The Islands of Sicily
As Gabriel Garcìa Màrquez once said “Going to Sicily is better than going to the moon.” And we couldn’t agree more! With thousands of kilometres of coastline, archipelagos, islets and islands, Sicily is a true fanta-sea world. To really live, eat and breathe this region, however, one must organize an outing to the islands. From the sparkling volcanic Aeolian islands to the heavenly Pelagie including sun-bleached Lampedusa to the historic Egadi to the VIP glamour of Pantelleria to the tiny Baroque Ortigia, these Mediterranean jewels offer the perfect summer escape. An extraordinary mix of sand, seascape views and Sicilian culinary traditions, the region truly has an island for anyone!
The Aeolian islands are perhaps the most familiar Sicilian archipelago for foreign travellers. Located northeast of Sicily’s mainland, off the coast of Milazzo and easily reachable by ferries and hydrofoils from Milazzo, Palermo, Messina and Naples, the islands are named after the god of wind, Aeolus. According to Greek mythology, Aeolus established residence here and it is also said that the islands temporarily sheltered Odysseus during his travels, and it is where he met the cyclops, Polyphemus.
The seven islands are a UNESCO World Heritage site and include Salina, famous for its capers and sweet Malvasia wine, Lipari, the largest and most visited, and Panarea, the smallest of the seven, known for its star-studded fashionable summer nightlife. The two minor westerly islands, Alicudi and Filicudi, are the most wild and remote. Alicudi is a true nature reserve with few homes and even less shops, perfect for those seeking absolute privacy and relaxation. Filicudi boasts crystal clear waters, pebble beaches and stretches of rocky coastline. Vulcano, is indeed as it sounds and famous for fanghi (mud) baths and hot springs, along with its characteristic sulphurous aroma! Finally, Stromboli is all drama, especially given that it’s in permanent eruption! One of the most active volcanoes in Europe, it’s worth an ascent when conditions permit.
On the northwest side of Sicily lies the Egadi Archipelago, just off of Trapani, which includes Favignana (the largest of the three), Levanzo and Marettimo, along with the islets of Formica and Maraone. The largest protected marine area in Europe, the islands are also testimony to the history of the western world thanks to great underwater archaeological findings. Favignana has become famous for its tuna fishing business, while Marettimo is the highest and rockiest (great for a hike!) and also the most peaceful. According to Greek mythology, the island was part of Ithaca, the ancient homeland of Ulysses. Levanzo is the smallest and most exquisite with sparkling crystal-clear water and quaint white homes dotting its shoreline.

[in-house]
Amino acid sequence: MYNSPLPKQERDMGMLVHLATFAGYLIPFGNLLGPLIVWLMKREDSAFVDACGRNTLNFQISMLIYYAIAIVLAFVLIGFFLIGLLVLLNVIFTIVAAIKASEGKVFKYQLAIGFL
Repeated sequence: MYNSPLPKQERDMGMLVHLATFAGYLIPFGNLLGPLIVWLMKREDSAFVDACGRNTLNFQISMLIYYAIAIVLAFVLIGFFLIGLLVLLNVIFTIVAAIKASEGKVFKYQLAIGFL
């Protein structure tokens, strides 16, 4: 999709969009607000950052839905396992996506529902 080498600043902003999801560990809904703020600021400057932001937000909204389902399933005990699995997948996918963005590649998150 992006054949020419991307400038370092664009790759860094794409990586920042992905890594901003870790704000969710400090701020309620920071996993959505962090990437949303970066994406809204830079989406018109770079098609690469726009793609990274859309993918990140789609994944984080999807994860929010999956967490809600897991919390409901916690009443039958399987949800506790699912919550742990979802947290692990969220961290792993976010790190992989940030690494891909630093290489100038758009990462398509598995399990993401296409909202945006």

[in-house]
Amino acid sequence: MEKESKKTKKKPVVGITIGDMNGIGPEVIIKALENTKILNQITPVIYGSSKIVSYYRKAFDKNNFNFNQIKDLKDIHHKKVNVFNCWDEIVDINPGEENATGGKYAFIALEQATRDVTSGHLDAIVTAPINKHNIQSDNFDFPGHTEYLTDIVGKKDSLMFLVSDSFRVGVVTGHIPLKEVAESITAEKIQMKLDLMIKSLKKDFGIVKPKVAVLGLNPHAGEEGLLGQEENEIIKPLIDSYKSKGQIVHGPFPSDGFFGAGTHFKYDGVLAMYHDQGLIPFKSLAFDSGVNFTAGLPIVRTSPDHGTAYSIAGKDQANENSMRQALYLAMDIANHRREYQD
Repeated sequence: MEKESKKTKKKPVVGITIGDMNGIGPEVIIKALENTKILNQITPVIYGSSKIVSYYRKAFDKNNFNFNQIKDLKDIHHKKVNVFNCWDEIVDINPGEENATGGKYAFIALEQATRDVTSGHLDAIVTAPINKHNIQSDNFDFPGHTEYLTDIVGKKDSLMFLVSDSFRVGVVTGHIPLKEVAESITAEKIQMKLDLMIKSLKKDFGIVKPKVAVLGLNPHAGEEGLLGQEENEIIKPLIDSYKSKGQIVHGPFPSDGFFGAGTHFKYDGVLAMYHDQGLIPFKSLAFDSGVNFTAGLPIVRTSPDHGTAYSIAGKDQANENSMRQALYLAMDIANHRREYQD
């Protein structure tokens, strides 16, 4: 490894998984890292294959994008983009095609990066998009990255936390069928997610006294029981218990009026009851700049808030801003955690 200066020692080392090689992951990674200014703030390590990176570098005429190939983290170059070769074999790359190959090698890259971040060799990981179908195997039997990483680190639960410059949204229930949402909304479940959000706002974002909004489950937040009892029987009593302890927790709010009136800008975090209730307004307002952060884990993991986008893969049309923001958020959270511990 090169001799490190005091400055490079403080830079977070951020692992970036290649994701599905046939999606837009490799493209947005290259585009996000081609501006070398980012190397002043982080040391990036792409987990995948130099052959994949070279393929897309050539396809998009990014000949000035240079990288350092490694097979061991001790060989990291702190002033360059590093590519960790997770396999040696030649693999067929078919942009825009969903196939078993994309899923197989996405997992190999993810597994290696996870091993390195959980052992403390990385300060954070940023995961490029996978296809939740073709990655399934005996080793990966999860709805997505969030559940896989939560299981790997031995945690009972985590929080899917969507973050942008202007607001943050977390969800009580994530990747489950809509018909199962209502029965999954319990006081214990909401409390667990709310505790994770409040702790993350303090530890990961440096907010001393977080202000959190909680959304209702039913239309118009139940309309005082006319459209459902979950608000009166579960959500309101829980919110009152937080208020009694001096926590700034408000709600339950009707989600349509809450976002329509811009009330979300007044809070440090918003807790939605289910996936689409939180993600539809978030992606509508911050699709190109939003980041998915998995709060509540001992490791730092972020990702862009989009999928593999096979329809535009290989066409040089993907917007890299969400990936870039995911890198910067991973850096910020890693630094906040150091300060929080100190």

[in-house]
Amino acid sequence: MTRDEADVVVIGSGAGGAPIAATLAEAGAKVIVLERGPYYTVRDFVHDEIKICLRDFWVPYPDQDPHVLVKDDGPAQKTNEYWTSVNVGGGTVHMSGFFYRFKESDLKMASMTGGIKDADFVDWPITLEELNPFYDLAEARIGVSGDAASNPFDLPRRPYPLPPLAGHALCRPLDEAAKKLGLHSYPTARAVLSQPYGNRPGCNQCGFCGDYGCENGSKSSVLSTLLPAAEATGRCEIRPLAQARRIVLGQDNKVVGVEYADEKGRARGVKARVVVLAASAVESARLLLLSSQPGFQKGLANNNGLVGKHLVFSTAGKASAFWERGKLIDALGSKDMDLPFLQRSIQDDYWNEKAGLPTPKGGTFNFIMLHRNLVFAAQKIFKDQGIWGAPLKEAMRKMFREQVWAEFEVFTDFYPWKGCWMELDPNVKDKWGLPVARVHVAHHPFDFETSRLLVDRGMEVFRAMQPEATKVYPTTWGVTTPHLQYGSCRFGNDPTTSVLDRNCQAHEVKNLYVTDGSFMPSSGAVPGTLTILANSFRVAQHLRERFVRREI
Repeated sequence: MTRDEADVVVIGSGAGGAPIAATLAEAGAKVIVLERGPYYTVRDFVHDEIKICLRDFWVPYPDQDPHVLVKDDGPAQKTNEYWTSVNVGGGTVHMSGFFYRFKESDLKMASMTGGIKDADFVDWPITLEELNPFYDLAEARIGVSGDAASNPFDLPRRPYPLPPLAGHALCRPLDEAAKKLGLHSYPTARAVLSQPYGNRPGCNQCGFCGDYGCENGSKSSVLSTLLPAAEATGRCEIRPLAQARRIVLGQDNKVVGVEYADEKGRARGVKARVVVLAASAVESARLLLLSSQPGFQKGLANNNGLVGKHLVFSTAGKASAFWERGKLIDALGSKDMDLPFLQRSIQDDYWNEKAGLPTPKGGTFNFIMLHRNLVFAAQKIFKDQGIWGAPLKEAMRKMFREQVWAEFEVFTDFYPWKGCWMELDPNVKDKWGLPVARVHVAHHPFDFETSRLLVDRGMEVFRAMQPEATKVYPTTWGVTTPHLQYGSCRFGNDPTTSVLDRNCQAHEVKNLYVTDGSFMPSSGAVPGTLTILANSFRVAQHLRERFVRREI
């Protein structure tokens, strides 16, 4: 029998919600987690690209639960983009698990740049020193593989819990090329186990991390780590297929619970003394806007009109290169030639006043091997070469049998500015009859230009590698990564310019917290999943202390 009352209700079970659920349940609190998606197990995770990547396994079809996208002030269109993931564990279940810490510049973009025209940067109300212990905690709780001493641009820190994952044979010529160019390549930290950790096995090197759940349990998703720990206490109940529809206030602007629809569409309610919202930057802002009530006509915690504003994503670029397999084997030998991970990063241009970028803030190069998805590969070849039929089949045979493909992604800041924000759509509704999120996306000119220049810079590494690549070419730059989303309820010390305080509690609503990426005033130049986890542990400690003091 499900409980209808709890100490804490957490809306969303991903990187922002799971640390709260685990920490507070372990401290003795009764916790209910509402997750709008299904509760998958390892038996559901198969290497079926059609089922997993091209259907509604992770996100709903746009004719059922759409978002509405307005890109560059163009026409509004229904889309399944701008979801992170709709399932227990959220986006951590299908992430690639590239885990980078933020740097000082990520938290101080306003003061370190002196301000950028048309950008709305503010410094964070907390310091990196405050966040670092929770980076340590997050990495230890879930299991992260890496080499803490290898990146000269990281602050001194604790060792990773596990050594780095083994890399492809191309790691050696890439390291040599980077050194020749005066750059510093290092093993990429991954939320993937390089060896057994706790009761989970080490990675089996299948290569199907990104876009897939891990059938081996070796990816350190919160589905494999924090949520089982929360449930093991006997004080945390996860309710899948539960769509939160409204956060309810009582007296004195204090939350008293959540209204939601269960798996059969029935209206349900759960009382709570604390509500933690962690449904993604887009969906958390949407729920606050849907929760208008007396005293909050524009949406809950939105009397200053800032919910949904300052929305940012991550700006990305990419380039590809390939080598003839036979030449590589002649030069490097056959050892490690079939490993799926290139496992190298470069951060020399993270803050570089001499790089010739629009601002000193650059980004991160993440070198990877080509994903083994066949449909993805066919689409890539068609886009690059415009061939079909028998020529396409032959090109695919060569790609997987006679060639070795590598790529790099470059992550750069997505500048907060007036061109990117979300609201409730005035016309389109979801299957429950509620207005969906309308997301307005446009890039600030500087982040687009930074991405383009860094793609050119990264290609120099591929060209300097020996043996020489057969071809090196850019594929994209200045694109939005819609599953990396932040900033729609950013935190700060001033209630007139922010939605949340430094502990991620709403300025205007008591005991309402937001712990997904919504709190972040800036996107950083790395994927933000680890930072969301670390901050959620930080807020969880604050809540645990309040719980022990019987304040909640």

From here, we head directly south to Pantelleria. Located on the southwest coast, the island is amongst Sicily’s largest and just 70 km from Africa. Nature lovers, sports enthusiasts and beach goers will all do well here thanks to stunning and diverse landscapes. We highly recommend a jaunt to the Specchio di Venere (Venus’s Mirror), a sulphurous green lake where apparently Venus loved to go dip her toes and see her reflection, comparing her beauty to that of her rival, Psyche.
Situated farther south, the heavenly paradise of the Pelagie Archipelago is more than a hop, skip and a jump from Sicily’s mainland! Located between Tunisia and Malta and closer to Africa than Italy, the trio of Lampedusa, Linosa and the uninhabited Lampione (just a lighthouse!) comprise Italy’s southernmost territories. The perfect haven for diving enthusiasts, the islands offer unrivalled wildlife preserve with Caretta caretta turtles, poseidon fish, parrot fish and lobsters. Lampedusa is a fishing centre and its white sandy shores boasts some of the Mediterranean’s most stunning beaches including Cala Madonna, Cala Pulcino, and the unsurpassed Rabbit Beach, while Linosa charms with its pastel-coloured dwellings.
Heading back towards Sicily’s mainland, one encounters the tiny Baroque island of Ortigia just off the south-eastern coast. Known as the città vecchia (old city) and historical centre of Siracusa, Ortigia was shaped over millennia by the sea and Sirocco winds, acting as a halfway point between East and West, Carthage and Rome. Founded by Corinthian colonists in 734 BC, Ortigia was once the largest city in the ancient world, welcoming Greek and Christian ships to its port. Nearly 3,000 years later, the island’s timeless beauty endures with historic palazzi, baroque piazzas, a winding labyrinth of mediaeval paths lined with quaint artisanal shops and dazzling blue sea. Don’t miss a trip to the Parco Archeologico della Neapolis before you head home, one of Sicily’s (and Italy’s!) best archaeological sites.